When you are considering alternative treatments there are a number of ways you can protect yourself and be a cautious and informed consumer. Much of this section came for recommendations made by CHADD (2008).


The major question to ask is what evidence is provided to support the claims that this is an effective treatment from ADHD?

Be careful when a single case study or only testimonials (i.e., comment from satisfied customers) are the evidence support their claims. If the treatment claims to work for everyone with ADHD, this is probably not true, because no treatment works for everyone.

Ask about clinical trails (scientific studies with human participants), and their results. Remember that one study does not represent an evidence-based treatment.


Another important question to ask is how credible is the source and the treatment.

  • Who is promoting the treatment, what are their credentials?
  • Is the source and/or the treatment supported by a respected professional body?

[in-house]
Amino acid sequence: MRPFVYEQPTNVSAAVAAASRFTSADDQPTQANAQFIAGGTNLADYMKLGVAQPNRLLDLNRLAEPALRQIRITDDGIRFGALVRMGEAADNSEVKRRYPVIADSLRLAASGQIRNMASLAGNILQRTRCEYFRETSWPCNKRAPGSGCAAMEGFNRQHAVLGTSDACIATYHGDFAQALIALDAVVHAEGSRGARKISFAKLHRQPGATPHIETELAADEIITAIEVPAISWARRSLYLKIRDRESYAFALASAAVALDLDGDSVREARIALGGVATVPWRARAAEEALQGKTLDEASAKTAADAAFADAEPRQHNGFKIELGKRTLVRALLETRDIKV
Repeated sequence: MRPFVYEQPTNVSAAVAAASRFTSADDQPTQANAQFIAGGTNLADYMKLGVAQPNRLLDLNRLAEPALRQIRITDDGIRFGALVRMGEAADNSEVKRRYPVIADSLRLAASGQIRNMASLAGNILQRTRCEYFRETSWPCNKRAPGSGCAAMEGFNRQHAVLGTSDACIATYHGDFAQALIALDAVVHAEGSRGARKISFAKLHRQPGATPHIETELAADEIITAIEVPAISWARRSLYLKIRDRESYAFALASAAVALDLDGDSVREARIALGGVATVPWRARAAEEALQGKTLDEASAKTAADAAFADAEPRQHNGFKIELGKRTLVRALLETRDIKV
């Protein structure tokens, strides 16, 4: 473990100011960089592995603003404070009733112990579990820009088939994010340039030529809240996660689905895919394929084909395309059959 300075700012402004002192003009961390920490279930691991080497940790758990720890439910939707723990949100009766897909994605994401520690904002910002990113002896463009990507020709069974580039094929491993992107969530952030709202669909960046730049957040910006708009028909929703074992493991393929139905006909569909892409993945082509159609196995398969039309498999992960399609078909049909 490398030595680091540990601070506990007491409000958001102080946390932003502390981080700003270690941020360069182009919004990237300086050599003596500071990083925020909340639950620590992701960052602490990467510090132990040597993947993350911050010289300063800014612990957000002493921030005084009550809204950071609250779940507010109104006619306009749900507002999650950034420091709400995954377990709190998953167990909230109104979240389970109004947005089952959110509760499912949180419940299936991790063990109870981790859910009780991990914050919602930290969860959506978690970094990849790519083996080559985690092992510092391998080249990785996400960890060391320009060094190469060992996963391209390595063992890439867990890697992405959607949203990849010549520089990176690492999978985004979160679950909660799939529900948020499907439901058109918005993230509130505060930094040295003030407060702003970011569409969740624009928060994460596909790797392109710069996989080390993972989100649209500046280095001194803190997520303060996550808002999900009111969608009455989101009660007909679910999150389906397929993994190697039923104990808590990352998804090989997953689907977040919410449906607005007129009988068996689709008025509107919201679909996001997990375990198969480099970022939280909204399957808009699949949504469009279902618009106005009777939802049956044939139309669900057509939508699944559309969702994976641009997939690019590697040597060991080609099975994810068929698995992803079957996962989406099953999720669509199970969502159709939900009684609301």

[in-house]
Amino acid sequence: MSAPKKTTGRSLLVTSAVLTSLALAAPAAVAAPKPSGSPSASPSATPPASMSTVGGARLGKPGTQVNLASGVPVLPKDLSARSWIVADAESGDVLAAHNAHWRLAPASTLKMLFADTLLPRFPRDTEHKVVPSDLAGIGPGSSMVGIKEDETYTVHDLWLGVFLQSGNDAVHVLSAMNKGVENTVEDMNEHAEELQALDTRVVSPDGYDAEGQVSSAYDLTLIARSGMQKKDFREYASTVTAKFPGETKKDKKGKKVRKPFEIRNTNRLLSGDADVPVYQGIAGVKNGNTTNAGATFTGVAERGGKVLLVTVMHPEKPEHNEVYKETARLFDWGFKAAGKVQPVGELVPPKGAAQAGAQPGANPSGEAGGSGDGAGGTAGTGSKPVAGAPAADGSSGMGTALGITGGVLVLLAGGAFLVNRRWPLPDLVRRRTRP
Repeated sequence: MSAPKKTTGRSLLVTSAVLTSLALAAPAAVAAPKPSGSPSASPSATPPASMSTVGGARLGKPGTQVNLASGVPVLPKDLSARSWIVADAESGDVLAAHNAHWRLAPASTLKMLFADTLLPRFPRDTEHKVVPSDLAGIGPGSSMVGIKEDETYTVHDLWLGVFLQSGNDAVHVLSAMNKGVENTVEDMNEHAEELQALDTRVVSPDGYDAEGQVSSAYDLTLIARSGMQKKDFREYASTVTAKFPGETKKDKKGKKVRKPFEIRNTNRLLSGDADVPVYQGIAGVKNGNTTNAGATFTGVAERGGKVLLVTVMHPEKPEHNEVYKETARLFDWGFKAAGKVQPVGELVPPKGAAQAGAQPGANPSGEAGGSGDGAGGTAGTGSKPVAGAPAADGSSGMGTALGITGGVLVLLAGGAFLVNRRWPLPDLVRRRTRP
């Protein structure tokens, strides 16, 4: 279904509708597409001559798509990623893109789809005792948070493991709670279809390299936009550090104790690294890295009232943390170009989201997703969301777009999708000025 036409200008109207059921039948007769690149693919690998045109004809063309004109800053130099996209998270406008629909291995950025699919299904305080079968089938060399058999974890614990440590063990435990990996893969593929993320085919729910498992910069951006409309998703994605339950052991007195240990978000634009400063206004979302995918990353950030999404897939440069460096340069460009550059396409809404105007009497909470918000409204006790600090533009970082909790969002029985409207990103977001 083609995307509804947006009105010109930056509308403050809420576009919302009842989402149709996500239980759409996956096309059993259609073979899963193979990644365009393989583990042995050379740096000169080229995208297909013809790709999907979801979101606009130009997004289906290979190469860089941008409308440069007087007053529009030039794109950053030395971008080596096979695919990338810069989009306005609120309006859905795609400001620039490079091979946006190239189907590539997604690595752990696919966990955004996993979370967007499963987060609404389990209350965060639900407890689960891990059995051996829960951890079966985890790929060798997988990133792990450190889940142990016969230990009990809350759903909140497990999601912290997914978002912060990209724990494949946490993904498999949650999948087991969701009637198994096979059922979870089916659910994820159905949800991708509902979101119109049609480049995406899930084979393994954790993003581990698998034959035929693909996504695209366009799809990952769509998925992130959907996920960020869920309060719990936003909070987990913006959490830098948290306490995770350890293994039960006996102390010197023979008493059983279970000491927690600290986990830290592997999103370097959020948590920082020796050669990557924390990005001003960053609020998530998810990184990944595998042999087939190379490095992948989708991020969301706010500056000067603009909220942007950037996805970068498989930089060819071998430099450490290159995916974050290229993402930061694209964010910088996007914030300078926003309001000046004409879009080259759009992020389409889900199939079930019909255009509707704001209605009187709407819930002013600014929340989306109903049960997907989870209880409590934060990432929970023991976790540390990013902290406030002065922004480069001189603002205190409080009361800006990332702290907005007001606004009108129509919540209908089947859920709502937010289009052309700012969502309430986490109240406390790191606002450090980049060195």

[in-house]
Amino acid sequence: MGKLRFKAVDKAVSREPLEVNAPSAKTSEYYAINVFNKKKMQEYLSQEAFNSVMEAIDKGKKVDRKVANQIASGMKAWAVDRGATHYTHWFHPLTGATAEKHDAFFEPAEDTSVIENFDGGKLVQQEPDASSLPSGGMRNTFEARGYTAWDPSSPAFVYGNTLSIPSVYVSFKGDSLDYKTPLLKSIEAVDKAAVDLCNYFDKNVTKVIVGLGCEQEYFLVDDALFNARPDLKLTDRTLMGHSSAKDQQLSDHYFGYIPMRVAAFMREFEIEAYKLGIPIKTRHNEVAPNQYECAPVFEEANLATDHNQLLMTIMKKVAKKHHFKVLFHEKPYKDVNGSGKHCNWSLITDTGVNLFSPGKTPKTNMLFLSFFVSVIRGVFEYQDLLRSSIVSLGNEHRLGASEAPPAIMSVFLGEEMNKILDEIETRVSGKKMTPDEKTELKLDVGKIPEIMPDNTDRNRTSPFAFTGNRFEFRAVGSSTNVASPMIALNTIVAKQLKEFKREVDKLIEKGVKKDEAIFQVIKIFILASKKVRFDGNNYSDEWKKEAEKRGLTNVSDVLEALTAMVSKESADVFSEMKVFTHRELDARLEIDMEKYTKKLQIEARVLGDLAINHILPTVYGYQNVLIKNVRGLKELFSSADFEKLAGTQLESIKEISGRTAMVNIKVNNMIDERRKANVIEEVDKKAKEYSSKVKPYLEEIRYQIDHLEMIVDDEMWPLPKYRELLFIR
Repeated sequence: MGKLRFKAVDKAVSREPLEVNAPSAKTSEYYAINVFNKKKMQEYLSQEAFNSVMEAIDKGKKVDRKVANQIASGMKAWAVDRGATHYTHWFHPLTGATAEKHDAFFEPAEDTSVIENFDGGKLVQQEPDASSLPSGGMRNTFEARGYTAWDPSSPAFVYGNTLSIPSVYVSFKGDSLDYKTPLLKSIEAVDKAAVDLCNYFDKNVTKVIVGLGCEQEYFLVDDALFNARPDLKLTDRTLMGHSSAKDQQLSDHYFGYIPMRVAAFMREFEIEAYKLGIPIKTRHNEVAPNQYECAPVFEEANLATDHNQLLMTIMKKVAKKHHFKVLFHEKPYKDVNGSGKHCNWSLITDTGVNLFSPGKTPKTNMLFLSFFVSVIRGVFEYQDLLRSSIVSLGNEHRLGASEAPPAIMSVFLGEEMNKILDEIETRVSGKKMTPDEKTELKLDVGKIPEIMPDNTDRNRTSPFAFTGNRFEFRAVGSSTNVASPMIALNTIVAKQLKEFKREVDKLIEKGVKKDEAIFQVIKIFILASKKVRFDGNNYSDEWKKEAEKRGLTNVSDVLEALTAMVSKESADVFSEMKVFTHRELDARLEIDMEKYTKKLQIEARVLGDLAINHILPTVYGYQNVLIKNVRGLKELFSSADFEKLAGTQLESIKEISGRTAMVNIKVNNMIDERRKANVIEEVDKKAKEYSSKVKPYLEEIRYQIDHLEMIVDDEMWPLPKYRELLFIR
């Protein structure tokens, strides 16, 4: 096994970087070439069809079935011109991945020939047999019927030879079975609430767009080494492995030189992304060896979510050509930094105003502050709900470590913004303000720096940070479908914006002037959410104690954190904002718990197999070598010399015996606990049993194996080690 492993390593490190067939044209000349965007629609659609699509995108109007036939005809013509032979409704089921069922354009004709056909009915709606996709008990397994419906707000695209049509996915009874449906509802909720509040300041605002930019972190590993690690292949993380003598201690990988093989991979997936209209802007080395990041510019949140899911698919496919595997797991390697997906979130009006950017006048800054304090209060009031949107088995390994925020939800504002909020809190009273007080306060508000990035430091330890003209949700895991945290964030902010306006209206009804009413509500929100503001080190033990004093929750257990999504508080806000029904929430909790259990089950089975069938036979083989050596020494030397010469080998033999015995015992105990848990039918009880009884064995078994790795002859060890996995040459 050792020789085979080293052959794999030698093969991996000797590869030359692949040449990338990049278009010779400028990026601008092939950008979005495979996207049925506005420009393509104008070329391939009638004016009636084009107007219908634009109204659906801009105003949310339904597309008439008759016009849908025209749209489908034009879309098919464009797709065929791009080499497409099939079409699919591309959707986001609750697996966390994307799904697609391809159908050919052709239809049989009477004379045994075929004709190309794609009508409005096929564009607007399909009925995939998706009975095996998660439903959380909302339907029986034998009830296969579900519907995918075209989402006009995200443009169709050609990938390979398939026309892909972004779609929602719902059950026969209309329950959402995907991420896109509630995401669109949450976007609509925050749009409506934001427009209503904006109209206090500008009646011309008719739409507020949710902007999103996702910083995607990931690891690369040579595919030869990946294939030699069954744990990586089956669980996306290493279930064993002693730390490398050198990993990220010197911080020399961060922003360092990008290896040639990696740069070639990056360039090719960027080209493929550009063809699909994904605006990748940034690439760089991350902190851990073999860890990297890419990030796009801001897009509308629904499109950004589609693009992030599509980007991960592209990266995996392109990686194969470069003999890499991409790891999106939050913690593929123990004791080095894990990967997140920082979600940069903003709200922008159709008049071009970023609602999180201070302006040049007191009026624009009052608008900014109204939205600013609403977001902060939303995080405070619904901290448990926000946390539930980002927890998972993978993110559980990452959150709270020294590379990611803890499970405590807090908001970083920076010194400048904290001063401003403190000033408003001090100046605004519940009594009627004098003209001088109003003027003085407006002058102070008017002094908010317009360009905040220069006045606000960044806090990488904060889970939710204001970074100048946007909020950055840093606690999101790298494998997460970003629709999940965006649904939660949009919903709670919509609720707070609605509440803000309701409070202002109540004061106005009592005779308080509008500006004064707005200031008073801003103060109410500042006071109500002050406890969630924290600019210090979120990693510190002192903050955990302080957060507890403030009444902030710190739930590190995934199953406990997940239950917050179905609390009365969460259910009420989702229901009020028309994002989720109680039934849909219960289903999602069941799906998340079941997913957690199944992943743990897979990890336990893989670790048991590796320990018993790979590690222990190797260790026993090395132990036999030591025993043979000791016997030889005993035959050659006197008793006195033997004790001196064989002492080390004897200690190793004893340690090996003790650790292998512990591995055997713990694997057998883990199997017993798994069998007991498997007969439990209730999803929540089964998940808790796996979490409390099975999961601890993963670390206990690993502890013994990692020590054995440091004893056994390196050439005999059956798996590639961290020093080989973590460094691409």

Be advised the European Medical Agency (EMA) (2012) does not evaluate non-pharmacological substances, such as food supplements. It is important to remember that any supplement, synthetic or natural, including herbal remedies comes with a risk of side-effects. The medicinal properties in drugs are often a naturally occurring substance.

If you come across a product claiming to be all ‘natural’ without any side-effects, you need to proceed with extreme caution, because it is just not possible. Make sure that whatever you are taking comes with a list of its ingredients and possible side effects.


A full and comprehensive account of all the possible alternative treatments and the research is not possible. This represents a brief overview of some of the more commonly discussed therapies.

  • EEG biofeedback or neuro-retraining.
  • Sensory integration therapy.
  • Dietary manipulation, megavitamins, & mineral supplements.
  • L-tyrosine (it’s an amino acid that’s supposed to increase dopamine in brain).
  • Craniosacral therapy or cranial therapy.
  • Optometric vision training.
  • Treatment of yeast infections.
  • Medicine for motion sickness.
  • Anti-depressant medication.
  • Meditation.
  • Exercise
  • Yoga.

This represents a non-exhaustive list, and some will be covered briefly, however, you may need to go online or to the library if you would like in-depth information.


Some regard brain training with scepticism, as a little farfetched or even borderline science fiction. Somewhat conversely, the brain is not viewed as a static fixed entity, and there is a general acceptance of neural plasticity based on new experiences and across the life span (Carr-Fanning, 2012).